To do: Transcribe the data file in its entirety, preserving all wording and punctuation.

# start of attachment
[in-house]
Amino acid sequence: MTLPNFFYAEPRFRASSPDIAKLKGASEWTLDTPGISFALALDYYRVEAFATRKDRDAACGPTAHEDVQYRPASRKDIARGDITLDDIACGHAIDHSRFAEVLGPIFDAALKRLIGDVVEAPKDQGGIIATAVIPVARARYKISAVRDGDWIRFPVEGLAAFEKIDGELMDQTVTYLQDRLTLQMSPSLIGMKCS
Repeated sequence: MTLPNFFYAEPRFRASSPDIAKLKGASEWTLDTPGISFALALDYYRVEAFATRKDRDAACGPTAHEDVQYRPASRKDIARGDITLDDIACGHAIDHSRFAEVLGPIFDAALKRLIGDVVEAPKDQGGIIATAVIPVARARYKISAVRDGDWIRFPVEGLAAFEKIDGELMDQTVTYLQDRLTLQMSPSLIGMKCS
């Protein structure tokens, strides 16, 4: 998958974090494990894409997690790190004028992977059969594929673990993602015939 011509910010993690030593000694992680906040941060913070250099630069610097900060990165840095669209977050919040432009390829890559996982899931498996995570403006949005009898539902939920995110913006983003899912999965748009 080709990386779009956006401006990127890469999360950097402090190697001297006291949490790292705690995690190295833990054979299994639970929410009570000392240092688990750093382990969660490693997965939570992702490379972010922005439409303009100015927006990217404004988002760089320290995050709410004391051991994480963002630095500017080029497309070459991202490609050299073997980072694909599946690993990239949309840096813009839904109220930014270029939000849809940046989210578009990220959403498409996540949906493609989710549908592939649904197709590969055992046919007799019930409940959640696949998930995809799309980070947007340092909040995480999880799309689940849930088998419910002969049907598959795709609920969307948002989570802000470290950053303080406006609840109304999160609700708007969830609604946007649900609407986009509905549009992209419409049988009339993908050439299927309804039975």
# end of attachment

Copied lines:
[in-house]
Amino acid sequence: MTLPNFFYAEPRFRASSPDIAKLKGASEWTLDTPGISFALALDYYRVEAFATRKDRDAACGPTAHEDVQYRPASRKDIARGDITLDDIACGHAIDHSRFAEVLGPIFDAALKRLIGDVVEAPKDQGGIIATAVIPVARARYKISAVRDGDWIRFPVEGLAAFEKIDGELMDQTVTYLQDRLTLQMSPSLIGMKCS
Repeated sequence: MTLPNFFYAEPRFRASSPDIAKLKGASEWTLDTPGISFALALDYYRVEAFATRKDRDAACGPTAHEDVQYRPASRKDIARGDITLDDIACGHAIDHSRFAEVLGPIFDAALKRLIGDVVEAPKDQGGIIATAVIPVARARYKISAVRDGDWIRFPVEGLAAFEKIDGELMDQTVTYLQDRLTLQMSPSLIGMKCS
């Protein structure tokens, strides 16, 4: 998958974090494990894409997690790190004028992977059969594929673990993602015939 011509910010993690030593000694992680906040941060913070250099630069610097900060990165840095669209977050919040432009390829890559996982899931498996995570403006949005009898539902939920995110913006983003899912999965748009 080709990386779009956006401006990127890469999360950097402090190697001297006291949490790292705690995690190295833990054979299994639970929410009570000392240092688990750093382990969660490693997965939570992702490379972010922005439409303009100015927006990217404004988002760089320290995050709410004391051991994480963002630095500017080029497309070459991202490609050299073997980072694909599946690993990239949309840096813009839904109220930014270029939000849809940046989210578009990220959403498409996540949906493609989710549908592939649904197709590969055992046919007799019930409940959640696949998930995809799309980070947007340092909040995480999880799309689940849930088998419910002969049907598959795709609920969307948002989570802000470290950053303080406006609840109304999160609700708007969830609604946007649900609407986009509905549009992209419409049988009339993908050439299927309804039975």